congratulations jan and keith!!
January 22, 2002
Hey everyone, sorry about the unintentional hiatus there. Blah blah work blah blah busy blah blah raining blah.
stuff! stuff stuff!
One thing that's been sort of tricky has been actually getting the bike up on the centerstand in the first place. By the time we'd finished installing the centerstand, goofing off, drinking hot chocolate, etc., it was dark out, so Peter and I moved the bike into his garage for the finishing touches. Unfortunately, his garage floor is pretty smooth, so our attempts at putting the bike on the stand really just resulted in us pushing it backwards around the garage. This was terribly entertaining, but not very productive.
i like having biker friends.
After the Amazon Motorcyclist chat and some Ben & Jerry's, Cat and I peeled off towards her car, as I'd left my new Fog City insert in her car last weekend (incidentally, if anyone actually knows what Fog City inserts are, let me know, huh? I can't find a damned word on the subject other than "it's a transparent space-age polymer developed for its dramatic anti-condensation and spontaneous sheeting action properties"). At any rate, we decided to let her try my centerstand, as Peter and I will both readily admit to not knowing the Magic Centerstand Secret Handshake.
I should pause here for a moment to talk about the Magic Centerstand Secret Handshake. There are two types of people in this world: those who can put bikes on centerstands, and those who cannot. Those who can merely walk up to a bike, place their foot on the centerstand and their hands in the Magic Vulcan Grip position on the bike, breathe, and the bike goes "clunk!" onto the centerstand. When Peter or I attempt this same thing, it involves a lot more swearing than breathing, and the bike mainly seems to shuffle around backwards. It takes both of us a good two or three real tries to get his bike on its centerstand, and it took us more time than I'd care to admit to get the SVS up on Sunday night (hint: it involved me sitting on the bike, grabbing the bars and whispering frantic prayers to the god of Please Don't Let My Bike Fall Over while Peter yanked on the grab rail from behind). Peter has the Fu in many things: he has the Parking Fu, the Video Game Fu, the Mechanical Fu. What Peter does not have is the Centerstand Fu.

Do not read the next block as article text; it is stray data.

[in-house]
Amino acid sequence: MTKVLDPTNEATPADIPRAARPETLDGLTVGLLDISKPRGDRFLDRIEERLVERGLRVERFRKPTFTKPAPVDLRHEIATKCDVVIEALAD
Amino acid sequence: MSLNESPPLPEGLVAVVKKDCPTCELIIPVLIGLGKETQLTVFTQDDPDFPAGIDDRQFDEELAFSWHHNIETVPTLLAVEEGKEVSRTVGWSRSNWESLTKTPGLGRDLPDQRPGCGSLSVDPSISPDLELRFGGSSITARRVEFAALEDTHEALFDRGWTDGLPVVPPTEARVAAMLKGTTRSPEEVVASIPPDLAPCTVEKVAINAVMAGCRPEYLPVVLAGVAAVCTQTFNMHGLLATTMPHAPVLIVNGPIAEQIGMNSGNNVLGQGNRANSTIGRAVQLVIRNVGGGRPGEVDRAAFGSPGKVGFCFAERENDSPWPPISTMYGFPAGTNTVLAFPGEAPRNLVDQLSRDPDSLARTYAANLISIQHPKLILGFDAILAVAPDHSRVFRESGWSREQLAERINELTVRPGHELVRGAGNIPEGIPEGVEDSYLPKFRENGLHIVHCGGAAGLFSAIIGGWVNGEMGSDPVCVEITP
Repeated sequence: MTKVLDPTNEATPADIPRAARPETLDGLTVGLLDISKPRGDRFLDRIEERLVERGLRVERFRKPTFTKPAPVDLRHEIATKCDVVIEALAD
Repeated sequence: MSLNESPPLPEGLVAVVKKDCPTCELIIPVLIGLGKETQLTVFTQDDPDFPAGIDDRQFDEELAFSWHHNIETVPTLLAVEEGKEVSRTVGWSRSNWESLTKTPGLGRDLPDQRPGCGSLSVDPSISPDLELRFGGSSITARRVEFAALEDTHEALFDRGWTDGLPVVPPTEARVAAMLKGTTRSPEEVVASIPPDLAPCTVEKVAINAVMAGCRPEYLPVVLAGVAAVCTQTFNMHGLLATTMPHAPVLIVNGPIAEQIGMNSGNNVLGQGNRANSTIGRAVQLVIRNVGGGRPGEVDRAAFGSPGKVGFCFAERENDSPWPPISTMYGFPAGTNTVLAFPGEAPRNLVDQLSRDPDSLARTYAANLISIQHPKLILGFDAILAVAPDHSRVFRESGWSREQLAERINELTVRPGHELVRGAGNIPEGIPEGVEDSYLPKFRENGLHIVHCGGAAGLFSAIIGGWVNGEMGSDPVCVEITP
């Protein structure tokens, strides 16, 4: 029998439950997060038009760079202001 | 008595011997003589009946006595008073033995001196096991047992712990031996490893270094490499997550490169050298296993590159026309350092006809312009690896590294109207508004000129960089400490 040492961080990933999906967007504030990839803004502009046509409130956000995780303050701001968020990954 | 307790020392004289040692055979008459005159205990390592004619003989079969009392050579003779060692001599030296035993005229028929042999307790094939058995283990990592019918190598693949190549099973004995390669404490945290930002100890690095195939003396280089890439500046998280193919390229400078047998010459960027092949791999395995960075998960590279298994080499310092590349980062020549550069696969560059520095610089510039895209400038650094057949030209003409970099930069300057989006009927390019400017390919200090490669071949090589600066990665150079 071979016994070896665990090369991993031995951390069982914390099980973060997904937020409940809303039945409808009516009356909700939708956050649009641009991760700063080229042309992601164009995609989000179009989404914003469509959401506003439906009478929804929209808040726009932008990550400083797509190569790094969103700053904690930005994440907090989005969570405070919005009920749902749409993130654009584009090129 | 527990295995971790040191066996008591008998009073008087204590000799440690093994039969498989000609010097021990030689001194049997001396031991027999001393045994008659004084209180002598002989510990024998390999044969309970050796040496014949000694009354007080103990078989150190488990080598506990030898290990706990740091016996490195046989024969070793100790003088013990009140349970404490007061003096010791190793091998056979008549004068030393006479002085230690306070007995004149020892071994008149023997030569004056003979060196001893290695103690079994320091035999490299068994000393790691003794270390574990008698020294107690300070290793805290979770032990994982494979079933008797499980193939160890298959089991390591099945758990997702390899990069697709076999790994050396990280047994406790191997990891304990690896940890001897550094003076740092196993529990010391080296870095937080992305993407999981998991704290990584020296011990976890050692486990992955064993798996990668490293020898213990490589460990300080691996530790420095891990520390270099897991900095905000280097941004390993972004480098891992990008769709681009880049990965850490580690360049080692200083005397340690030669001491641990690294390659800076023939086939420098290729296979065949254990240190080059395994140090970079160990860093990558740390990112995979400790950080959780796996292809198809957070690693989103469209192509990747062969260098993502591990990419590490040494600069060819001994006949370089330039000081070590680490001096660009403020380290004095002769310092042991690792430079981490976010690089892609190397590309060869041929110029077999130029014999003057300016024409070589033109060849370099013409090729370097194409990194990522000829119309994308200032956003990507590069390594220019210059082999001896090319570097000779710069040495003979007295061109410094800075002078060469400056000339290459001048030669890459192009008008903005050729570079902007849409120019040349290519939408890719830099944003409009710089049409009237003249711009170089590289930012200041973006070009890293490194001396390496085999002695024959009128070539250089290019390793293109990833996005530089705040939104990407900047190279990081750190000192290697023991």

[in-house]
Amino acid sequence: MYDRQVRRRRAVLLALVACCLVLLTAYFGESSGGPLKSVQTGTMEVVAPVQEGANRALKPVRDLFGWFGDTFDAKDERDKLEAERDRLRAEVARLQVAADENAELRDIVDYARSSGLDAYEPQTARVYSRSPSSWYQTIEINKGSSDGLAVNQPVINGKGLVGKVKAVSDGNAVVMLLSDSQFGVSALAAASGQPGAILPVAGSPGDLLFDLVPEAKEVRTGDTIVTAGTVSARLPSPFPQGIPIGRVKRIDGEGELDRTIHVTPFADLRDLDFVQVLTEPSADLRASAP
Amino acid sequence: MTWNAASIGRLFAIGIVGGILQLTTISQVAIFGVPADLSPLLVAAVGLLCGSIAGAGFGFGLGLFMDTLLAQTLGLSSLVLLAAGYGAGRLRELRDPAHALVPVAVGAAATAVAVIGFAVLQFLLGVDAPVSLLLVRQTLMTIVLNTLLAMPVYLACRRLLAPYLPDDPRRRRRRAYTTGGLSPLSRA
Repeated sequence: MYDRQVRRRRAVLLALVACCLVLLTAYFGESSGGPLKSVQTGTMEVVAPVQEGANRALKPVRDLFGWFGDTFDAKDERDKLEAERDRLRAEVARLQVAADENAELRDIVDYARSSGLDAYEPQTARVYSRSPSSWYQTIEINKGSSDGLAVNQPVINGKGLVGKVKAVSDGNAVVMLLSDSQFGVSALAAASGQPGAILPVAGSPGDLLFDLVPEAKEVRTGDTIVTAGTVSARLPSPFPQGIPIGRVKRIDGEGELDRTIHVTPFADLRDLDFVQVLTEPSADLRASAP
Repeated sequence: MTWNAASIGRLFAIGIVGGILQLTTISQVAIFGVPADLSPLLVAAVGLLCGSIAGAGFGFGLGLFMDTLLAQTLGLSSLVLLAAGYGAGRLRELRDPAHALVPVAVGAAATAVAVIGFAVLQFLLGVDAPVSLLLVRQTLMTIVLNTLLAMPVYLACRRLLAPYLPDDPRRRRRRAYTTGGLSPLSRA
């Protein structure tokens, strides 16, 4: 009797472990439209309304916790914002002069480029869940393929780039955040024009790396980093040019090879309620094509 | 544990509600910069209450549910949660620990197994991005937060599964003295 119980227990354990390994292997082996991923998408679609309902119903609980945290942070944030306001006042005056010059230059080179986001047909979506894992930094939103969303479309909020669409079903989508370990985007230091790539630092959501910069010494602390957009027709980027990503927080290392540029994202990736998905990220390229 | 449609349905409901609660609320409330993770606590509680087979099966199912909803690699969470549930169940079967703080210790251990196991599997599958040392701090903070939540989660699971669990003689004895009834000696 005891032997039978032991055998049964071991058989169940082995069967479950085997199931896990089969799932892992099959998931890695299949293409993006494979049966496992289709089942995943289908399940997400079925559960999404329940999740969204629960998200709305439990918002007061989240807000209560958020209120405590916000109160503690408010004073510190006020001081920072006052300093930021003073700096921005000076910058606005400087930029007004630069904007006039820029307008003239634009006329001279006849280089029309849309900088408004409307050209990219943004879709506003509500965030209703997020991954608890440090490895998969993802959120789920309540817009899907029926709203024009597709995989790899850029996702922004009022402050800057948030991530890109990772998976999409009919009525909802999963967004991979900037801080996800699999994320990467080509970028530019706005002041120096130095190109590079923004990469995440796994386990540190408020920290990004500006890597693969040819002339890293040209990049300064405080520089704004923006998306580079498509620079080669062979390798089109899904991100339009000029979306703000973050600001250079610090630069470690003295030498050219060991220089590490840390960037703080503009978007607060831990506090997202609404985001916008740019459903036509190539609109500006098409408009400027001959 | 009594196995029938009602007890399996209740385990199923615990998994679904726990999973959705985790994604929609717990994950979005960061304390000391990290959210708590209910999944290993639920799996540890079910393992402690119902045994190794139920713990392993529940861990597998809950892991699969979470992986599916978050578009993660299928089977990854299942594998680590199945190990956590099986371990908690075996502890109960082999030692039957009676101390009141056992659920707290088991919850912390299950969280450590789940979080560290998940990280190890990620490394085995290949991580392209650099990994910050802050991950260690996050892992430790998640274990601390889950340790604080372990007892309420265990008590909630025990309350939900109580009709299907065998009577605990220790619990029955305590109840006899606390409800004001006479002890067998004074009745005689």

Cat has the Centerstand Fu. After a few misguided attempts, we took a breather and just assessed the situation. Like me, Cat is a small female without a huge armspan, and we both just felt like the stand was positioned too close to the rear of the bike. Finally, though, with me on the righthand side to spot it, Cat contorted into the Magic Centerstand Secret Handshake, and "clunk!" up it went. This gives me hope for the future, as if Cat can get the Centerstand Fu, I certainly can as well. She invited me to come by her place later this week, to practice the Fu on one of her baby Ninjas (the 250cc racebikes), since they're light and she doesn't really care if they get knocked over. So I will be practicing the Fu this weekend, and damned if I won't be able to get that SVS on its centerstand all by myself soon. *flexes big manly muscles*
While puttering around with the centerstand, I also thought to doublecheck my radiator, since lately I'd been noticing more than the usual tiny stream of leaking coolant. Whereas there's always been a wee bit of green smudge on the rubber hose, lately it's been splattered all over the hose and even on the underside of the half-fairing a little bit. Definitely not good. So we sat under a streetlight in the parking lot with my little Mag-Lite flashlight, and finally located the source of the leak. It turns out that once my bike is fully warmed up, coolant drips in a very steady stream out from the main radiator hose, right up against the radiator. I'd never noticed before because I usually don't let it sit and warm up for that long -- chatting with Cat warmed it up to the point where it was really noticeable. So I dug out my toolkit from under the seat, poured all the tools onto the pavement, found the Philips screwdriver, and tightened the little metal fastener holding the hose onto the radiator. It turned a good half-turn, so I'm thinking that hopefully that was the extent of the problem. Cat suggested backing the screw all the way out and putting some green or blue Lock-Tite on it, so that the screw can't vibrate out of position again, and that's a good idea. Maybe I'll do that tomorrow night or this weekend.